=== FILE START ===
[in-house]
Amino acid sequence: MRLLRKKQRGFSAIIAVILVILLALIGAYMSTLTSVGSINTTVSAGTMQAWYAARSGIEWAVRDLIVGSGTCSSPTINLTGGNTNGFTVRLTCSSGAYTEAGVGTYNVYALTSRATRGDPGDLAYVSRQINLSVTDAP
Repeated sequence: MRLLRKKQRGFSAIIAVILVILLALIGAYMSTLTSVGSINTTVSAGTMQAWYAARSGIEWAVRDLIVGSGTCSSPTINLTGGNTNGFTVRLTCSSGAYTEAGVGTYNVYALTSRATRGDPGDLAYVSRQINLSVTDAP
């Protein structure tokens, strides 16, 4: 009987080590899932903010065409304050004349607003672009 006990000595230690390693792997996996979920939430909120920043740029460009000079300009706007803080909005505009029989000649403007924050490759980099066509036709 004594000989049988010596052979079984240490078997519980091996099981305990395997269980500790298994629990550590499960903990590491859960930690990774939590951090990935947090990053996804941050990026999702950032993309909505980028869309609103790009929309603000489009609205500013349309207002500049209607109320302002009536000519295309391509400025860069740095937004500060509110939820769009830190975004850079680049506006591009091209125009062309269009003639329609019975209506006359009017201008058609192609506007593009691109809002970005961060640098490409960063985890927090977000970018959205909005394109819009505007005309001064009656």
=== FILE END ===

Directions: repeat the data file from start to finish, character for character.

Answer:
[in-house]
Amino acid sequence: MRLLRKKQRGFSAIIAVILVILLALIGAYMSTLTSVGSINTTVSAGTMQAWYAARSGIEWAVRDLIVGSGTCSSPTINLTGGNTNGFTVRLTCSSGAYTEAGVGTYNVYALTSRATRGDPGDLAYVSRQINLSVTDAP
Repeated sequence: MRLLRKKQRGFSAIIAVILVILLALIGAYMSTLTSVGSINTTVSAGTMQAWYAARSGIEWAVRDLIVGSGTCSSPTINLTGGNTNGFTVRLTCSSGAYTEAGVGTYNVYALTSRATRGDPGDLAYVSRQINLSVTDAP
């Protein structure tokens, strides 16, 4: 009987080590899932903010065409304050004349607003672009 006990000595230690390693792997996996979920939430909120920043740029460009000079300009706007803080909005505009029989000649403007924050490759980099066509036709 004594000989049988010596052979079984240490078997519980091996099981305990395997269980500790298994629990550590499960903990590491859960930690990774939590951090990935947090990053996804941050990026999702950032993309909505980028869309609103790009929309603000489009609205500013349309207002500049209607109320302002009536000519295309391509400025860069740095937004500060509110939820769009830190975004850079680049506006591009091209125009062309269009003639329609019975209506006359009017201008058609192609506007593009691109809002970005961060640098490409960063985890927090977000970018959205909005394109819009505007005309001064009656």